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Daegu, Republic of Korea, October , 2013
—IFC, a member of the World Bank Group, has signed a memorandum of understanding with Korea Electric Power Corp. to find ways to improve infrastructure and increase power supply in developing countries.
According to the World Bank Group, the existing infrastructure gap in low- and middle-income countries is estimated at around $1 trillion. Achieving universal access to electricity would require an additional annual average investment of $38 billion globally. Many businesses suffer because of a lack of reliable power supply, and countries need both the public and the private sectors to build and operate their essential infrastructure.
“We see vast opportunities and strong growth in the power sector of emerging countries,” said Kyong-Goo Hur, KEPCO’s executive vice president and chief global business officer. “With IFC’s support, we can better mitigate non-financial risks to create greater value for shareholders, customers and local communities.”
Under the agreement, IFC and KEPCO will expand their collaboration into areas such as conventional and renewable power generation, power transmission and power distribution.
“Power is essential for development,” said Morgan Landy, IFC’s global head of power and renewable energy. “Leading industrial players like KEPCO can provide capital and expertise to the power sector so that essential services can be supplied to large numbers of people efficiently, affordably and profitably.”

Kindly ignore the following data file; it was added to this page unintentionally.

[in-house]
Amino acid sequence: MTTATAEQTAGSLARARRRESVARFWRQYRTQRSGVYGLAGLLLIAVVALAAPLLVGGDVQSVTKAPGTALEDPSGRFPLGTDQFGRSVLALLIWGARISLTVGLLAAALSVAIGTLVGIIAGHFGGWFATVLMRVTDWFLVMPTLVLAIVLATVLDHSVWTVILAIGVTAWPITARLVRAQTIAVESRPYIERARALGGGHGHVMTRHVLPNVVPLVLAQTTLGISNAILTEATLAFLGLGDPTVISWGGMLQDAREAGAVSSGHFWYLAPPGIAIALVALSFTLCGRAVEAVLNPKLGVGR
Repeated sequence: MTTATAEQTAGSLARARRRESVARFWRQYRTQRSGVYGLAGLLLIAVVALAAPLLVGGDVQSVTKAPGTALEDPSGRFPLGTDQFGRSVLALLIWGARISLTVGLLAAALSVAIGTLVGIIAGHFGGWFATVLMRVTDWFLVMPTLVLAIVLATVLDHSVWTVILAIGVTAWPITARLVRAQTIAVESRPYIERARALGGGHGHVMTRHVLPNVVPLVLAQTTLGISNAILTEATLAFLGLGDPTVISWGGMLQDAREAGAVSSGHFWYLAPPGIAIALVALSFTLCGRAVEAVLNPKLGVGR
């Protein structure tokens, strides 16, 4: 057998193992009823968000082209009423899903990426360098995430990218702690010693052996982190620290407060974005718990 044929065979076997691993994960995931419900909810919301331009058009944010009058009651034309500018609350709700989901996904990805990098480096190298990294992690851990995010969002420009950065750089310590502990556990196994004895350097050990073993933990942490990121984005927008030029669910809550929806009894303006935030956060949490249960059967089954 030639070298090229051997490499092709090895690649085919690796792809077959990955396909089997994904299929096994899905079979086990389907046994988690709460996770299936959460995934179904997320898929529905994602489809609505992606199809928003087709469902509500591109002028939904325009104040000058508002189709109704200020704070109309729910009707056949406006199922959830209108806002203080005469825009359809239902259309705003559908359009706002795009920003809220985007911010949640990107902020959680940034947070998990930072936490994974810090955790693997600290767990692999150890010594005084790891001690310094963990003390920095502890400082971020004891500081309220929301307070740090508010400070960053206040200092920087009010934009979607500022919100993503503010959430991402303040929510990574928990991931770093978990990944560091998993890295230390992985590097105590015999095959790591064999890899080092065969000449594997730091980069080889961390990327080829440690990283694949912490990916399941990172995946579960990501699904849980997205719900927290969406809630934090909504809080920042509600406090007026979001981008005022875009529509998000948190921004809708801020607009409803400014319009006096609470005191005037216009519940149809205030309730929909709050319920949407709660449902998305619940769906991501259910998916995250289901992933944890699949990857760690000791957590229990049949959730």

The signing is part of the World Bank Group’s new engagement plan in Korea, including the opening of a new main office in the Songdo District of the Incheon Free Economic Zone and a liaison office in Seoul’s Central Business District in December this year. The new offices will support a broad range of development partnership opportunities, leveraging the Bank Group’s knowledge and convening power as well as Korea’s expertise in areas such as economic development policy, information communications technology, infrastructure and the financial sector.
IFC, a member of the World Bank Group, is the largest global development institution focused exclusively on the private sector. Working with private enterprises in more than 100 countries, we use our capital, expertise, and influence to help eliminate extreme poverty and promote shared prosperity. In FY13, our investments climbed to an all-time high of nearly $25 billion, leveraging the power of the private sector to create jobs and tackle the world’s most pressing development challenges. For more information, visit
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